Laketran’s county commissioners, the appointing body for its board members, strive to maintain the board’s diversity by appointing members from various ethnic backgrounds represented in the community, as well as members with disabilities who are dependent on the transit system, Jurkowski says.

“Our most recent appointment has been a person from the planning commission, because there’s lots of anticipated development that is going to happen in the next five to 10 years,” Jurkowski says. “And he’s going to be a wonderful resource in keeping us tuned in with that.”

It is also typical for transit boards to appoint members with financial backgrounds, such as CPAs, attorneys and elected officials, to stay in touch with legal or political elements.

“It’s part of the CEO’s job to try to understand the talent that a board member brings, much like a coach on a football team,” says Jurkowski. “People come with skills and you want to develop enough relationship with those people so there is trust, so you can collaborate with them on things where they have a particular expertise.”

Some board members take to specializing in specific aspects of the transit agency’s operation or services to aid in their decision-making processes. “A couple of people on our board have focused on paratransit work; they either use the service, or know people who do, and they have taken the lead on the topic,” says Ruchman. “Another member has focused on alternative fuels. They work in a directly related area, and give us leadership in this area.”

Open communication
Opening the lines of communication between the board and its executive staff can bolster the effectiveness of the board and help achieve the agency’s mission. Some agencies use outside retreats as a tool to foster more effective relationships with boards.

“We decided to go on a board retreat to undergo an analysis of our strengths, weaknesses, opportunities and our threats to help develop the priorities for the upcoming 2007 budget,” says Jurkowski. “Our board allows senior executives to participate in the retreat, which I commend them for because it was a very effective bonding activity.”

Laketran’s board members also attend community functions and events with members of the agency’s executive staff, which allows them to talk to customers and relay that information to other board members.

Communication is also enhanced by the development of structured agendas for the agency’s board meetings and the presentation of briefings before each meeting. “This consistent communication has helped the board develop a level of confidence in the senior executives and has made senior executives more comfortable in dealing with the board,” Jurkowski says.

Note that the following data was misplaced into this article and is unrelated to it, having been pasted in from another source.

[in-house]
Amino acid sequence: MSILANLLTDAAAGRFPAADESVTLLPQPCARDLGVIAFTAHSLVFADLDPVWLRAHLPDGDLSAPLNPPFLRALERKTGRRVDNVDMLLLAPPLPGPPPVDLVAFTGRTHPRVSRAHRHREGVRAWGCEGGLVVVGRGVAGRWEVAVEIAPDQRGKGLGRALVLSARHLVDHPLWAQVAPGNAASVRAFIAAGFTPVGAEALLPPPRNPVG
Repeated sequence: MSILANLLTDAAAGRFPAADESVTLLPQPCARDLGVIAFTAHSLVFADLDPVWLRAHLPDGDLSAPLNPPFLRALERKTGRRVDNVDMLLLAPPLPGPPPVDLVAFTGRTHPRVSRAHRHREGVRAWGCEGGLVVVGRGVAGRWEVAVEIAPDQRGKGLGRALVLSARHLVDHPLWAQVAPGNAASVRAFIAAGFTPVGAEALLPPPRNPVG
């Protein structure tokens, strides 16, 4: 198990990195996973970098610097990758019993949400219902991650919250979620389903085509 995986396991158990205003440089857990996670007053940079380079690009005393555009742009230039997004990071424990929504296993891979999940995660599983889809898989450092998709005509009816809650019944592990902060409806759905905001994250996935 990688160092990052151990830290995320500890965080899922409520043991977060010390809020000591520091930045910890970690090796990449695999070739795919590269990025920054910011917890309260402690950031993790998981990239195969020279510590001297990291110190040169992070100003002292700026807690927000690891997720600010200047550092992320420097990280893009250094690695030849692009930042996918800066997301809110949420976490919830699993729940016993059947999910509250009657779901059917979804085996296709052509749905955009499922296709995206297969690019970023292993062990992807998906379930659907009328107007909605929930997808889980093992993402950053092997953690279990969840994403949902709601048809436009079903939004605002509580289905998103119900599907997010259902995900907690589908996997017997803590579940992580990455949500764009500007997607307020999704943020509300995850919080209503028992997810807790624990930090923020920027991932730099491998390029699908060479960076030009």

Meeting challenges
There are many challenges faced by board members in relation to their responsibilities. Carving out sufficient time to devote to board member duties can be the greatest challenge for many, as it is a part-time undertaking, usually in an addition to a member’s “regular” job. “To really understand a system as complex as RTD, with a $700 million capital and operating budget, there is no substitute for putting in the time,” Ruchman says. “One difficult balance is how responsive you are to your communities and constituents, versus going to board committee meetings and learning more about the system.”

As a six-year board member, Ruchman has learned how make the most of his time over the years. By participating on the committee level, “I got an early view of issues I would later have to wrestle with formally at monthly board sessions, so I had more time to reflect.”

Term limits also hamper the amount of time members can ultimately devote to long-term projects and goals. This in turn deprives the board of more experienced members who are familiar with the needs of the operation and its community. “In [Denver’s] case, [board members] are termed out, so we don’t have the luxury of growing for, perhaps a couple of decades, with the system,” Ruchman says.

Committed to serve
While they may be seen by some as simply an oversight committee of sorts, transit boards play an integral role in the operation of a transit agency by providing support to achieve the goals and realize the ultimate mission of the agency.

“We serve as diplomats to members of the public who, in a Sunbelt city like Denver, are often largely oblivious to RTD’s work as they speed around in their SUVs,” says Ruchman. “We try to raise awareness and support for public transportation.”

It is this type of commitment that serves as inspiration to other board members and creates a more dynamic entity, which no amount of training can replace. “Unless the people [on the board] are motivated and caring professionals,” says Laketran Board President Dale Chample. “It’s not going to work.”

In keeping with this philosophy of commitment, Laketran’s board members host golf tournaments and holiday parties to pay for campaign materials to support the upcoming levy. “The board takes an active interest in not only the day-to-day running of the organization, but in the long-term political aspects,” says Jurkowski.